The movie is about a not-too-distant world where energy is harvested from an enormous tree. The "power plant" (haha - cute) named Eden Log is a secret subterranean facility where columns of tree root are exposed for study, experimentation, and work associated with energy generation. Eden Log is populated by human subjects, mutants, technical staff, and a militaristic guard. Humans are intravenously given sap from this special tree which does (2) things: 1) creates a symbiotic relationship between plant and human wherein both species develop a biological understanding of the other and 2) humans are subsequently infected during sap exposure and mutated into dumb humanoid monsters that are then boxed and suspended in the tree canopy. The tree generates energy while digesting the subjects. Things would be dandy except that there is a revolt among the Eden Log population forcing an intervention by the militaristic guard.
If this makes any sense at all I promise it makes less sense in the movie.

On another level it's a modern retelling of Genesis and the Resurrection. The main character, the amnesiac, is Adam in the Garden of Eden (Eden Log). He awakens (born), almost naked and wanders around trying to make sense of this new place. Ultimately what he's seeking is knowledge (Tree of Knowledge) but once he obtains that knowledge the damage is irreversible. He meets a woman (Eve) who tricks him into having the tree sap injected into his system whereupon he mutates (Fall of Man). He gets a data disk (apple) containing information pertaining to his own identity and the purpose of Eden Log. In order to solve the rest of the puzzle, the viewer has to link the Garden of Eden to the Resurrection. In Christian lore the fall of man (disobeying God by eating the apple) is the first original sin from which mankind is not absolved from until the sacrifice of the crucifixion. So lock and step, the movie closes the loop by having the main character (forgot his name) sacrifice himself while saying something to the effect of I'm doing this for all of humanity while thrusting a tree limb into his stomach with arms outstretched as if on a cross.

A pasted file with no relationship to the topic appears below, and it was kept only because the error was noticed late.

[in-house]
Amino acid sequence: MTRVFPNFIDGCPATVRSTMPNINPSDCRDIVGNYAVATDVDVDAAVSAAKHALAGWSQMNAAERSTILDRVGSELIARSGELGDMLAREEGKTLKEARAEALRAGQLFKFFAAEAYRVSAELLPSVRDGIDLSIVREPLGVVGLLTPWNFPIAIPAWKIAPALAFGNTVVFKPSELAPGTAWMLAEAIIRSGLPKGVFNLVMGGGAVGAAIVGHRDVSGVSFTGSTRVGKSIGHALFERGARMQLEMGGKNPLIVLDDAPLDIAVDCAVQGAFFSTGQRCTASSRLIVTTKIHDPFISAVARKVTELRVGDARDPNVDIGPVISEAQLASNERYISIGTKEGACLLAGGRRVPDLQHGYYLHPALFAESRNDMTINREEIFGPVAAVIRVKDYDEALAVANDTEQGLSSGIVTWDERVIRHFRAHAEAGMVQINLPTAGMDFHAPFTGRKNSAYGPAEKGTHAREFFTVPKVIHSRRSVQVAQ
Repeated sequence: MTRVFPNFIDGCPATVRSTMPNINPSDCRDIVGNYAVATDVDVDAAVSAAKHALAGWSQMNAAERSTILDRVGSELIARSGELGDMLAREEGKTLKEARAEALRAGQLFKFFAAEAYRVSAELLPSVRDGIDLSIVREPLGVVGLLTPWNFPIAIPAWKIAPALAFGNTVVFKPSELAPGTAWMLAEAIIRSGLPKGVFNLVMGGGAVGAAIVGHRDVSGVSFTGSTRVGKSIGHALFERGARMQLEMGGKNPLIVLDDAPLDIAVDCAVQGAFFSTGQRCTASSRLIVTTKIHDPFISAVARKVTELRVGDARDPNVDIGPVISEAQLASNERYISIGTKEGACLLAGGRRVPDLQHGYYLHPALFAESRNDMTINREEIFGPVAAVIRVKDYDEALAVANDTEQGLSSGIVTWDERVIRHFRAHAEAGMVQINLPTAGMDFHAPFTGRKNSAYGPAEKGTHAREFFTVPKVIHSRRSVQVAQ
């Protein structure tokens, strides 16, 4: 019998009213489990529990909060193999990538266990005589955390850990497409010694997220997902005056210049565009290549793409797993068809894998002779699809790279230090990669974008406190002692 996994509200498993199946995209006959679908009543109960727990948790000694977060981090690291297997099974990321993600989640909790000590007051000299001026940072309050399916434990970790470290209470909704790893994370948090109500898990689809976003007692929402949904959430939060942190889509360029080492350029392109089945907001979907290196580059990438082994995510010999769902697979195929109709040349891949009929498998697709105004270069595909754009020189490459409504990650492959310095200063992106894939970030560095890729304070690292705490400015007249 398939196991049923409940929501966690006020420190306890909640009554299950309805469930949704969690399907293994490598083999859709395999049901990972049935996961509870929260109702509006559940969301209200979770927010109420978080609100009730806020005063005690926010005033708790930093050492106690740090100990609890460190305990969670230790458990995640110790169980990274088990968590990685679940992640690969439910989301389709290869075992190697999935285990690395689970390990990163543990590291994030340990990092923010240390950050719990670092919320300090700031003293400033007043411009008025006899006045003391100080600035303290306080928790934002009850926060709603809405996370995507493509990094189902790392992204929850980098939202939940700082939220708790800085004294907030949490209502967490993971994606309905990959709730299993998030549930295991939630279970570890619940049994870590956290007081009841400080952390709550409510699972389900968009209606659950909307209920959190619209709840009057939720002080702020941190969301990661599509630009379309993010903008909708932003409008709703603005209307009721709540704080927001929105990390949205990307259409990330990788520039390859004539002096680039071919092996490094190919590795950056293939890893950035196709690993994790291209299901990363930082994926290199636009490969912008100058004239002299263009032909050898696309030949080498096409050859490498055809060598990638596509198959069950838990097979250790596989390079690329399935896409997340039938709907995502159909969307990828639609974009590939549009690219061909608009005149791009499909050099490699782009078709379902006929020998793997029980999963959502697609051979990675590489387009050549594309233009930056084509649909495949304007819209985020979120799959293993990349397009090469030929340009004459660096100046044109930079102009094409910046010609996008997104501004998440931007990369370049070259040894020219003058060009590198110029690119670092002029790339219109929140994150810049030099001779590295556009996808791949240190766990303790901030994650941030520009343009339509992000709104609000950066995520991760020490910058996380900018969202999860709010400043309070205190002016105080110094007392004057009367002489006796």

If this makes any sense at all I promise it makes less sense in the movie.

I think the movie would have been tolerable if the main protagonist acted in a believable way. Try to put yourself in this position: you, an amnesiac, suddenly wake up in a dark cave, disoriented, freezing cold in the mud, surrounded by dead bodies, and when finally another person is encountered you ask them ... nothing. Our protagonist just isn't curious about his predicament I suppose. What might you wonder in such a situation? Where am I? Why am I here? How do I get out? Are there any weapons? What is your name? What year is this? Who is chasing me? On and on ad infinitum.

The problem is that everything is so incredibly stupid, slow, and nonsensical in this movie. When a character walks into a big dark cavern we have to watch him slowly walk the entire length of the big dark cavern to get to the other side (60-120 seconds). When a character is breathing heavily trying to crawl up a tube we have to watch them heave slowly through 50 feet of tube (another 60-120 seconds). All this wasted time accumulates. I kept fast forwarding the movie.